Bold school back to school

“Bold school is an attitude. It’s a mindset. It’s a way of thinking and behaving. Bold school is a space we all must inhabit so that all of our thinking, decisions, and instruction come from a place of purpose” (p. 27). After uncovering myths and discovering truths within our schools, Kieschnick then breaks down the premise of being bold school, where purpose drives what we do.

Very simply and with practical examples, he explains the goal, strategy, tool paradigm. He takes the time to ensure the reader understands how important it is to begin with the goal, or result you want to achieve, first. Then, strategy is used to plan for how you will achieve that goal. Finally, tools are applied to the plan in order to fully utilize what will be used to achieve the goal.

The Bold School Framework for Strategic Blended Learning looks like this:

  1. Identify Desired Academic Outcome(s)
  2. Select a Goal-Aligned Instructional Strategy That Works
  3. Choose Digital Tool(s)
  4. Plan Blended Instruction
  5. Self-Assess Your Plans and Progress with a Framework (p. 36).

Kieschnick reinforces the importance that we do not start with technology, using technology for technology’s sake. We must begin with the learning outcome for our students, strategically applying high impact instructional strategies to the learning, then using digital tools to blend instruction. Even more than that, he continues the process through the self-assessment component, aligning the work we do in the classroom with Daggett’s Rigor and Relevance Framework. This ensures rigor and relevance are evident in the instructional process and it is not just about using technology in the classroom.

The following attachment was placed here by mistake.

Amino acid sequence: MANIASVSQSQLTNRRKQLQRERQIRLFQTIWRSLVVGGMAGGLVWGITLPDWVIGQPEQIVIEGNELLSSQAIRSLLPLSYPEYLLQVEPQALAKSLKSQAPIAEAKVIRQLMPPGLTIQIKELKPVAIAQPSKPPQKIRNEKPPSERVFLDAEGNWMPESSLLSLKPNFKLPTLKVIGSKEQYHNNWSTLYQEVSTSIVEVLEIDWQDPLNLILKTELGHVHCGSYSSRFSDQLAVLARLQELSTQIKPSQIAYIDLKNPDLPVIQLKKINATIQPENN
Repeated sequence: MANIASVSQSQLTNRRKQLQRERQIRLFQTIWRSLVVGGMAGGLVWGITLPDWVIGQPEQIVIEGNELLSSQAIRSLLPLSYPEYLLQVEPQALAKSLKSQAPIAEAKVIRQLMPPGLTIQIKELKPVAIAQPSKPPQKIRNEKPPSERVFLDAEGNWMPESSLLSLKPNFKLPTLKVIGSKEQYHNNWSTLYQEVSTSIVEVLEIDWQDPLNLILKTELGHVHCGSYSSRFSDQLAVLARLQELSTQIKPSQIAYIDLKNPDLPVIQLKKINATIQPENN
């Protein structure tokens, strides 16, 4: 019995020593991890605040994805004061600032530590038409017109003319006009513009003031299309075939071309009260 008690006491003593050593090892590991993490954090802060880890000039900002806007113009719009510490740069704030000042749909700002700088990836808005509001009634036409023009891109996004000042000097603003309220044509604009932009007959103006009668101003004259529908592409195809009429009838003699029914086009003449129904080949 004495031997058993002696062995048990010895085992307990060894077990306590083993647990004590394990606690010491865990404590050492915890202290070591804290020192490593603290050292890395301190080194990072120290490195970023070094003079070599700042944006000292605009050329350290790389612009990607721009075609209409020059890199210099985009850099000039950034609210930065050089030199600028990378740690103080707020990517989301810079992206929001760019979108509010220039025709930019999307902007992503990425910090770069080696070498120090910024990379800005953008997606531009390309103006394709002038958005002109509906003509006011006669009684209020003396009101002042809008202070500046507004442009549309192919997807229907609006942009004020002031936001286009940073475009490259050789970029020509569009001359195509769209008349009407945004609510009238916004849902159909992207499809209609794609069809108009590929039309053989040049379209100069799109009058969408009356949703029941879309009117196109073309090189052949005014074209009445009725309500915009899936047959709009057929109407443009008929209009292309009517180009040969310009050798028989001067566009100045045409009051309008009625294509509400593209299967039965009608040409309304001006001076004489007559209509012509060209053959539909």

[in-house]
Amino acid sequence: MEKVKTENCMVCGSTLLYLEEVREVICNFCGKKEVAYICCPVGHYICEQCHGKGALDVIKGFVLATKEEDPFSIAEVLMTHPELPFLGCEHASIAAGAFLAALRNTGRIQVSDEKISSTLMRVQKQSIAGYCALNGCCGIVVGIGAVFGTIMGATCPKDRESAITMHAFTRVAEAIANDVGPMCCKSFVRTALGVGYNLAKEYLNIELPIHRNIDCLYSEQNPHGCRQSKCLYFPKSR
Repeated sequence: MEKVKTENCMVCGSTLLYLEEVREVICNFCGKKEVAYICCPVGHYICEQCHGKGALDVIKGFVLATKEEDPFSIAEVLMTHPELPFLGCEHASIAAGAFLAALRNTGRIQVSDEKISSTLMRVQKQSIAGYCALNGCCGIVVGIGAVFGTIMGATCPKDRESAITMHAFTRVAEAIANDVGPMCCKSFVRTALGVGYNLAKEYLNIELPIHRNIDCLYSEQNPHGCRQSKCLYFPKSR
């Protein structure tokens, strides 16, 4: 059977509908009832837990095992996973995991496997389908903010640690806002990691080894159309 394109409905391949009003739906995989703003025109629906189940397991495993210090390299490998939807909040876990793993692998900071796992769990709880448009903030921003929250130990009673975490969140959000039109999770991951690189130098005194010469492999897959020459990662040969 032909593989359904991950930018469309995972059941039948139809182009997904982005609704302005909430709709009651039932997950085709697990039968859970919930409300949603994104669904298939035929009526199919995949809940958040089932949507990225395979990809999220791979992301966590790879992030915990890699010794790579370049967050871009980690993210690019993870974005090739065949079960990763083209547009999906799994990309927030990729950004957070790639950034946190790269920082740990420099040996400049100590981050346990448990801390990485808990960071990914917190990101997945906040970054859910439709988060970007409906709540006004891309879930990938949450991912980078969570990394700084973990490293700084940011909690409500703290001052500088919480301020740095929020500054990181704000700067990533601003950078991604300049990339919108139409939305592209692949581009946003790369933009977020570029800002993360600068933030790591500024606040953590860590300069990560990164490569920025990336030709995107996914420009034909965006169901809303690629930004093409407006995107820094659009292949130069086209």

The majority of the book is designed around high-impact strategies. Kieschnick pulls from his coaching background, highlighting classroom stories to unveil common mistakes and turns them into awesome blended opportunities. He pulls from Hattie’s work in Visible Learning (2015), using research, rigor, and relevance to blend instruction. Not only are the narratives of these classroom scenarios real and conversational, but Kieschnick provides a step-by-step analysis of what the instructional strategy looks like to be of greatest impact. At the end of each of these strategies, he pulls together his Bold School Framework, walking through the lesson development from the academic outcome to the self-assessment of the plan in the end.